KI: I had to prepare for two finals, a class of English and a class of moral education. After reflecting on the previous three weeks of classes, I decided to focus on how best to draw out the interests of each of my students. I decided to emphasize group work, even though I realized some had previously refused to do it. I had to challenge this teaching technique because I felt it was an important skill for the students to be exposed to. By incorporating group activities, students could also learn how to participate and interact with classmates.
DM: How did you gear up to teach group activities in your final English class?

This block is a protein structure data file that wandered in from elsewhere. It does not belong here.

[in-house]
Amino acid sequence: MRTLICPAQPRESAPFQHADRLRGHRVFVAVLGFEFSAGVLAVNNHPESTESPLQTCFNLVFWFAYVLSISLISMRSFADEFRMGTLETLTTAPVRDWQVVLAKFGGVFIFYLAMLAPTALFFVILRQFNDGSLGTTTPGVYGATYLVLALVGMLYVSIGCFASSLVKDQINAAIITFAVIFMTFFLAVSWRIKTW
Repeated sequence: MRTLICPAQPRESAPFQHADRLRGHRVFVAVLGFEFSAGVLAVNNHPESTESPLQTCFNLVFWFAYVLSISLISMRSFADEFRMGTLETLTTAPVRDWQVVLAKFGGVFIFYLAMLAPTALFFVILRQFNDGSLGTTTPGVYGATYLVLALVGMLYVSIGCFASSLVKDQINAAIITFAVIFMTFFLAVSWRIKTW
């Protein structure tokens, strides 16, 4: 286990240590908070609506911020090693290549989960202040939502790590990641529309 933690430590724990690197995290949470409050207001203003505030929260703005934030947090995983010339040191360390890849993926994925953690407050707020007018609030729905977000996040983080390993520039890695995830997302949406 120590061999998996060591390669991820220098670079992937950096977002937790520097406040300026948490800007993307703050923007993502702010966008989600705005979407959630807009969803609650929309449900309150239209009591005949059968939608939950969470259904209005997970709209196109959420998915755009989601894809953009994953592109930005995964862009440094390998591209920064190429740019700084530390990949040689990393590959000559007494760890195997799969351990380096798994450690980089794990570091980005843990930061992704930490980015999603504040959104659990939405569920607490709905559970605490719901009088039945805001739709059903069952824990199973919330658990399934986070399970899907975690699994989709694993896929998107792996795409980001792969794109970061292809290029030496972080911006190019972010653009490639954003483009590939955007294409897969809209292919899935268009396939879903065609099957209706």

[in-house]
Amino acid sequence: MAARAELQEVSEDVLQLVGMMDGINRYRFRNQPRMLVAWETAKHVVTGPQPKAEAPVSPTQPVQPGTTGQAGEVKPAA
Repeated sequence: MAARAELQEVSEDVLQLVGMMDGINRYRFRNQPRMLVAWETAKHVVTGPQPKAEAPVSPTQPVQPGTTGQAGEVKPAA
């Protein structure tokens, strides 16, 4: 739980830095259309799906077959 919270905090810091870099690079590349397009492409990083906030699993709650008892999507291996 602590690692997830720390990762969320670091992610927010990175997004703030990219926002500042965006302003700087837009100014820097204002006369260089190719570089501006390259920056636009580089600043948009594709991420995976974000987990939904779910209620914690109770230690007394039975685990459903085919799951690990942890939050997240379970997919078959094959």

KI: Before the class, I tried to build a relationship of mutual trust with the students. If I could achieve this goal, the students might participate better in the class. For example, I asked them to speak to me honestly. I asked them to give me some advice about what to do when it got boring in class. I aimed at giving a lesson in which nobody would nap or chat. I told them every time they obstructed my teaching, my heart was broken. I asked them to tell me their ideas without hesitation.
From that moment on, most of the students and all of the teachers encouraged me. Some gave me advice and even wrote letters. Thanks to these demonstrations of kindness, I could achieve my goal. Their replies helped me to improve my lessons. They promised me they would do group study if the topic was about famous characters.